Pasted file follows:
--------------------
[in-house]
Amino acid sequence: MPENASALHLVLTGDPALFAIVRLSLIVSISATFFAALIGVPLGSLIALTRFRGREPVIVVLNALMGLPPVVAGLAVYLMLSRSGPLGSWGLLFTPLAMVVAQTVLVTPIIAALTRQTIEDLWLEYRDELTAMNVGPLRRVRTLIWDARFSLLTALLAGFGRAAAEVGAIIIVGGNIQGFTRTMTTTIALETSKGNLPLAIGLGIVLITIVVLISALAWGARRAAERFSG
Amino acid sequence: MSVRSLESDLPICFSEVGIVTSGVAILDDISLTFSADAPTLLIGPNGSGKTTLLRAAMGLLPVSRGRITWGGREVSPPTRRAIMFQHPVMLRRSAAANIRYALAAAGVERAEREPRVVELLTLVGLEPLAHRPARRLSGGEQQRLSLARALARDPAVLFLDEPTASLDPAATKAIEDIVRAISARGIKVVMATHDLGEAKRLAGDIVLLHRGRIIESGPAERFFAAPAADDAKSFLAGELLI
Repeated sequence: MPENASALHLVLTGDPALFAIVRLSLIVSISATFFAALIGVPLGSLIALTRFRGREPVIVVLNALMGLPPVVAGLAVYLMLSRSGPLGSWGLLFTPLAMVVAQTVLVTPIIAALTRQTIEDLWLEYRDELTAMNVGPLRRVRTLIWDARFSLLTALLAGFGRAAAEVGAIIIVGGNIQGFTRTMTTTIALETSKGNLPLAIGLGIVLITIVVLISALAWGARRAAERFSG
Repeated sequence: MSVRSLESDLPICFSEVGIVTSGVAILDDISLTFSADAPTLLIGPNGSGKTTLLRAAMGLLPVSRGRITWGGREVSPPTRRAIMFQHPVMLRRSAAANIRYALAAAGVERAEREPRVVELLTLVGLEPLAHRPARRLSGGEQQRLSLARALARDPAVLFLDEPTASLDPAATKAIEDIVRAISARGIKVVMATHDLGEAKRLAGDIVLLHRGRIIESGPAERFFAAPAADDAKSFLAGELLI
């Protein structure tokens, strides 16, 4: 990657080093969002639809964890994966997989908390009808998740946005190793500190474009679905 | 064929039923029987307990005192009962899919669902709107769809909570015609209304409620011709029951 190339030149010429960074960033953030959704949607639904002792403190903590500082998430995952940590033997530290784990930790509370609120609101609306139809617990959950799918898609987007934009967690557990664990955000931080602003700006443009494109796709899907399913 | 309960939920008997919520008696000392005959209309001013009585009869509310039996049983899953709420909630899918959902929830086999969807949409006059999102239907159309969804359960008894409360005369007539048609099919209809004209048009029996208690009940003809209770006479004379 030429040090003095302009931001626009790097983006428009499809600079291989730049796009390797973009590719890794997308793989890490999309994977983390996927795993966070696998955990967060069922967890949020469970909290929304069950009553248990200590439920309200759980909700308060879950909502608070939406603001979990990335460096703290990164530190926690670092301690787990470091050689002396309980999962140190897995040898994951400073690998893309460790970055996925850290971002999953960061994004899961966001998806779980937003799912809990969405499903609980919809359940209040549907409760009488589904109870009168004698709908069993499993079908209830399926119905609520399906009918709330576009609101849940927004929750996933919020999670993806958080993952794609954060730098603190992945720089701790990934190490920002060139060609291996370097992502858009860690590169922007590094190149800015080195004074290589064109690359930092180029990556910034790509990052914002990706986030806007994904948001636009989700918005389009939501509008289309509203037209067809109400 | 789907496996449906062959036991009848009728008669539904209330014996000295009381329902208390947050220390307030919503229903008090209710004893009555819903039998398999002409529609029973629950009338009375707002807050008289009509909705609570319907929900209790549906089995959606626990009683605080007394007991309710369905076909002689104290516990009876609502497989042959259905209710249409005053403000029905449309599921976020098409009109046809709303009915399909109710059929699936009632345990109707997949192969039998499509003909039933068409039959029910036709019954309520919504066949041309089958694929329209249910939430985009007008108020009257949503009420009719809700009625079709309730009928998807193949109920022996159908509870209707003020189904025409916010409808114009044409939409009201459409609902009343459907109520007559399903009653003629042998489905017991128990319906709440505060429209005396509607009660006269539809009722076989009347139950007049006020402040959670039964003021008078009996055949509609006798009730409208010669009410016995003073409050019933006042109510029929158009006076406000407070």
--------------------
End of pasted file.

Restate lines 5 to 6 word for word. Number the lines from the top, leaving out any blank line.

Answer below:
Repeated sequence: MSVRSLESDLPICFSEVGIVTSGVAILDDISLTFSADAPTLLIGPNGSGKTTLLRAAMGLLPVSRGRITWGGREVSPPTRRAIMFQHPVMLRRSAAANIRYALAAAGVERAEREPRVVELLTLVGLEPLAHRPARRLSGGEQQRLSLARALARDPAVLFLDEPTASLDPAATKAIEDIVRAISARGIKVVMATHDLGEAKRLAGDIVLLHRGRIIESGPAERFFAAPAADDAKSFLAGELLI
């Protein structure tokens, strides 16, 4: 990657080093969002639809964890994966997989908390009808998740946005190793500190474009679905 | 064929039923029987307990005192009962899919669902709107769809909570015609209304409620011709029951 190339030149010429960074960033953030959704949607639904002792403190903590500082998430995952940590033997530290784990930790509370609120609101609306139809617990959950799918898609987007934009967690557990664990955000931080602003700006443009494109796709899907399913 | 309960939920008997919520008696000392005959209309001013009585009869509310039996049983899953709420909630899918959902929830086999969807949409006059999102239907159309969804359960008894409360005369007539048609099919209809004209048009029996208690009940003809209770006479004379 030429040090003095302009931001626009790097983006428009499809600079291989730049796009390797973009590719890794997308793989890490999309994977983390996927795993966070696998955990967060069922967890949020469970909290929304069950009553248990200590439920309200759980909700308060879950909502608070939406603001979990990335460096703290990164530190926690670092301690787990470091050689002396309980999962140190897995040898994951400073690998893309460790970055996925850290971002999953960061994004899961966001998806779980937003799912809990969405499903609980919809359940209040549907409760009488589904109870009168004698709908069993499993079908209830399926119905609520399906009918709330576009609101849940927004929750996933919020999670993806958080993952794609954060730098603190992945720089701790990934190490920002060139060609291996370097992502858009860690590169922007590094190149800015080195004074290589064109690359930092180029990556910034790509990052914002990706986030806007994904948001636009989700918005389009939501509008289309509203037209067809109400 | 789907496996449906062959036991009848009728008669539904209330014996000295009381329902208390947050220390307030919503229903008090209710004893009555819903039998398999002409529609029973629950009338009375707002807050008289009509909705609570319907929900209790549906089995959606626990009683605080007394007991309710369905076909002689104290516990009876609502497989042959259905209710249409005053403000029905449309599921976020098409009109046809709303009915399909109710059929699936009632345990109707997949192969039998499509003909039933068409039959029910036709019954309520919504066949041309089958694929329209249910939430985009007008108020009257949503009420009719809700009625079709309730009928998807193949109920022996159908509870209707003020189904025409916010409808114009044409939409009201459409609902009343459907109520007559399903009653003629042998489905017991128990319906709440505060429209005396509607009660006269539809009722076989009347139950007049006020402040959670039964003021008078009996055949509609006798009730409208010669009410016995003073409050019933006042109510029929158009006076406000407070």